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Calbuco volcano: First eruption in almost 50 years leads to evacuation in Chile

The region is on high alert and access to the volcano is banned

Ben Tufft
Thursday 23 April 2015 13:35 BST
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Smoke and ash rise from the Calbuco volcano as seen from the city of Puerto Montt
Smoke and ash rise from the Calbuco volcano as seen from the city of Puerto Montt

Thousands of people have been evacuated after a volcano in Chile erupted for the first time in 42 years spewing ash across the surrounding area.

The Calbuco volcano in the south of the country erupted on Wednesday, forcing authorities to relocate 1,500 inhabitants of the nearby town of Ensenada and two other smaller communities.

A high alert has been issued by Chile’s national mining and geology service, which bars access to the area around the volcano, 620 miles south of the capital Santiago.

Alejandro Verjes, the regional emergency director of the Los Lagos region which covers Calbuco, said that the eruption was a “surprise” and the volcano had not been under observation.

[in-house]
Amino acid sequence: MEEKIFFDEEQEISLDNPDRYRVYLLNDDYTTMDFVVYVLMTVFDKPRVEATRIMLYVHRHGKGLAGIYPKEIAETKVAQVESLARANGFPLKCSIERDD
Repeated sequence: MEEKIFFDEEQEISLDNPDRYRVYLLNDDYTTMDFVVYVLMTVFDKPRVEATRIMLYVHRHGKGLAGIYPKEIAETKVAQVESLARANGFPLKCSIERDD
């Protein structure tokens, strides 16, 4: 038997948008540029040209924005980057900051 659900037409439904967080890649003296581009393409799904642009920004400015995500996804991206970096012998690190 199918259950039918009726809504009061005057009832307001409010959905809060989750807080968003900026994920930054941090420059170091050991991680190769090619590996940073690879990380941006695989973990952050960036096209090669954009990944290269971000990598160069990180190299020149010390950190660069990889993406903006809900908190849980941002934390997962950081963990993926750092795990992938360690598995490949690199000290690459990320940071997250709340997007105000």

While a huge column of ash was emitted from Calbuco, eyewitnesses said no lava or hot rocks had been observed.

No injuries have been reported, but there has been localised disruption.

The education department closed schools in the affected area and flights to Puerto Montt, a nearby city, have been cancelled.

Calbuco, a 2,000m high volcano, last erupted in 1972 and is considered one of the three most dangerous of Chile’s 90 active volcanos.

Last month saw another smaller eruption in Chile. Villarica, one of the continent’s most active volcanos, standing at almost 3,000m, billowed ash and lava forcing the evacuation of many thousands of people.

Rodrigo Penaililo, the interior minister, said: “This is clearly a much larger eruption than the one we saw with Villarica some weeks ago and therefore we need to take bigger and faster measures.”

The government has sent water to the region, in case local supplies become contaminated with ash, and police and the military have been deployed to assist with evacuations.

AP

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